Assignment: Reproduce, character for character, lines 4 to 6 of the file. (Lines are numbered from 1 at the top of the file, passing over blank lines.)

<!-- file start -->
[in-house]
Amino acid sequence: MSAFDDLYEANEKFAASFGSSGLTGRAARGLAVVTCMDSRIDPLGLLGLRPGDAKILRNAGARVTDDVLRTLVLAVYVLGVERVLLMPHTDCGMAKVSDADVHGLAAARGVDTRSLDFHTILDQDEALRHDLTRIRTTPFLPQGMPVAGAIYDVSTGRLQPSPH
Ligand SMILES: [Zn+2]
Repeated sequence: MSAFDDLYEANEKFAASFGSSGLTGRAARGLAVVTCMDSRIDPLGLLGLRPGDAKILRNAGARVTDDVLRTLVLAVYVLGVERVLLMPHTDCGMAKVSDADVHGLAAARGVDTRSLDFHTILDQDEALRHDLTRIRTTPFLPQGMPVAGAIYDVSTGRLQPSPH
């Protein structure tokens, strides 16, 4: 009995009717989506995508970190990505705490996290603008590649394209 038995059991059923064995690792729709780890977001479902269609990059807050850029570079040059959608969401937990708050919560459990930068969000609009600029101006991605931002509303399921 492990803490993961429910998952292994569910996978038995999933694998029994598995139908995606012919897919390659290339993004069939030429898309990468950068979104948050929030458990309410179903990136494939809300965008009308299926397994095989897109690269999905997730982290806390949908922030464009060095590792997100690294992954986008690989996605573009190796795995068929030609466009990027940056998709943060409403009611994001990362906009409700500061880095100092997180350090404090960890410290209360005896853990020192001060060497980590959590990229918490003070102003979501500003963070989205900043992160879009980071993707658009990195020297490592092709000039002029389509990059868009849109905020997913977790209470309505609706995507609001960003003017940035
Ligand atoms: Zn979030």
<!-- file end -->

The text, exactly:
Repeated sequence: MSAFDDLYEANEKFAASFGSSGLTGRAARGLAVVTCMDSRIDPLGLLGLRPGDAKILRNAGARVTDDVLRTLVLAVYVLGVERVLLMPHTDCGMAKVSDADVHGLAAARGVDTRSLDFHTILDQDEALRHDLTRIRTTPFLPQGMPVAGAIYDVSTGRLQPSPH
């Protein structure tokens, strides 16, 4: 009995009717989506995508970190990505705490996290603008590649394209 038995059991059923064995690792729709780890977001479902269609990059807050850029570079040059959608969401937990708050919560459990930068969000609009600029101006991605931002509303399921 492990803490993961429910998952292994569910996978038995999933694998029994598995139908995606012919897919390659290339993004069939030429898309990468950068979104948050929030458990309410179903990136494939809300965008009308299926397994095989897109690269999905997730982290806390949908922030464009060095590792997100690294992954986008690989996605573009190796795995068929030609466009990027940056998709943060409403009611994001990362906009409700500061880095100092997180350090404090960890410290209360005896853990020192001060060497980590959590990229918490003070102003979501500003963070989205900043992160879009980071993707658009990195020297490592092709000039002029389509990059868009849109905020997913977790209470309505609706995507609001960003003017940035
Ligand atoms: Zn979030």